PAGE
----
Alan Ayckbourn
Union Theatre, Southwark

Production photo

Not one but five plays here, all linked in some way, and the last reflecting that pattern by presenting a series of park bench conversations that drive the listener to move and then become the irritating conversationalist. With 22 roles to play it is an opportunity for its nine actors to display their versatility with at least two roles each.

Designer Robyn Wilson-Owen's set gives us a Luton lounge with tufts of grass sprouting around the table legs that add a suitably surreal touch and link suburbia with the provincial hotel, village field and park in which the other scenes take place.

As so often with Ayckbourn he takes some painful but all too familiar situations and with an injection of added theatricality allows us a good laugh at what could so easily be ourselves without softening their painfulness.

Gillian McCafferty makes a marvellously manic mother, fussing about her (off-stage) children, oblivious to telephones and doorbells that could interrupt her isolation and treating her visiting neighbours like another pair of tots. She doubles it with an outraged wife who erupts at dinner in a hotel restaurant with accusations against her unfaithful husband (Andrew Piper) while at the same time, at a nearby table, the girl he has been to Rome with (Aimi Percival) is dining with her husband who is his employee.(Nicholas Stratton). It is cleverly contrived so that one conversation continues unheard as we listen to the other, with Michael Mills's waiter farcically mistaking some of their comments as meant for him.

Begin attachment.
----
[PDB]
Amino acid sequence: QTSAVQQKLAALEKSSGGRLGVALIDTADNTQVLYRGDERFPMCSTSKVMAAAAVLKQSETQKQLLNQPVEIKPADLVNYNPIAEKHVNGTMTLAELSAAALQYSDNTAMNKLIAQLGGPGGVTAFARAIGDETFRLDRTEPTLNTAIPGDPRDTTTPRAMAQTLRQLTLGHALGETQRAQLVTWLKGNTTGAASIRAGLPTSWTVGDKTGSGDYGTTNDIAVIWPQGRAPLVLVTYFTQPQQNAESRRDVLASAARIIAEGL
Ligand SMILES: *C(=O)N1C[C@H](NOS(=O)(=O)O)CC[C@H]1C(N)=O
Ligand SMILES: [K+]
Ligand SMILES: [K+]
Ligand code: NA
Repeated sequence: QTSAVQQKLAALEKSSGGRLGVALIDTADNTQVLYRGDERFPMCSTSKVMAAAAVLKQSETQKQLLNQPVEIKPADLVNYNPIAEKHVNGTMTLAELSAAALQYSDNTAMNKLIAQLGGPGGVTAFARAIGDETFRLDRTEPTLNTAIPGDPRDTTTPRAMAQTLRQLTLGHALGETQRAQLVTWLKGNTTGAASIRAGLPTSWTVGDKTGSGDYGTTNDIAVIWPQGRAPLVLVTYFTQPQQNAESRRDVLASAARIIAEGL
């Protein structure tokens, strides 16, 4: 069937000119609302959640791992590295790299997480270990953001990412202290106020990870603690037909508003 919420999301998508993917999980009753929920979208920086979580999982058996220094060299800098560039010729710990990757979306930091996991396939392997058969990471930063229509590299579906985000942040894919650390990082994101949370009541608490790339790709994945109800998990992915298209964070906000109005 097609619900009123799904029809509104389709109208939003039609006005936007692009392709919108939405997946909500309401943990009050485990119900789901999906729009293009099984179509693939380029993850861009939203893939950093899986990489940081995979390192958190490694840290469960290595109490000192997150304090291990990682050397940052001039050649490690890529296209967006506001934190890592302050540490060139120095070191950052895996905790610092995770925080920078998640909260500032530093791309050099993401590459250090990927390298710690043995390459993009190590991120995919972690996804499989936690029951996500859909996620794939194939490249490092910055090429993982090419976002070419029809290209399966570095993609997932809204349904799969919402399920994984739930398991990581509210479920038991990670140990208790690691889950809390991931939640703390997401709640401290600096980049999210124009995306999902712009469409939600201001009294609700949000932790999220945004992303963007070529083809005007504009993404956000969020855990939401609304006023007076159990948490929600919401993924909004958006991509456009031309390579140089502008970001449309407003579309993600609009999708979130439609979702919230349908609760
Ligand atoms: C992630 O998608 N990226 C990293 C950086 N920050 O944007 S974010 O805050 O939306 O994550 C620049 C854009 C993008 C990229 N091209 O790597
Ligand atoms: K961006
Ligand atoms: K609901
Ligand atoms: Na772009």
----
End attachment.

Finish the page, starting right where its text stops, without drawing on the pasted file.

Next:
The farce is turned up a notch for the escalating disasters at a village fête with Ben Neale as a scout master who gets beautifully pie-eyed after hearing that his fiancée (a charming Claire Marlowe) is pregnant with another man's child, accidentally broadcast over the PA system. I know, it's corny, but Ayckbourn somehow manages to make well-tried ploys seem fresh and Ben de Wynter's production cleverly orchestrates the business and tunes the timing and it works without revealing the well-oiled clockwork.

What doesn't quite come off is Drinking Companions, despite strong performances from Howard Teale as a ghastly clothing salesman (he says haute couture, but you don't believe it) trying to score in a hotel bar, and from Claire Marlowe's embarrassed girl who doesn't know how to say no and Charlotte Milchard as her much tougher colleague. It is always a challenge to play a bore without being boring but here, though there are plenty of laughs on the way, it seems that Ayckbourn lays it on a touch to heavily and a tad too long.

Until 29th August 2009

Reviewer: Howard Loxton

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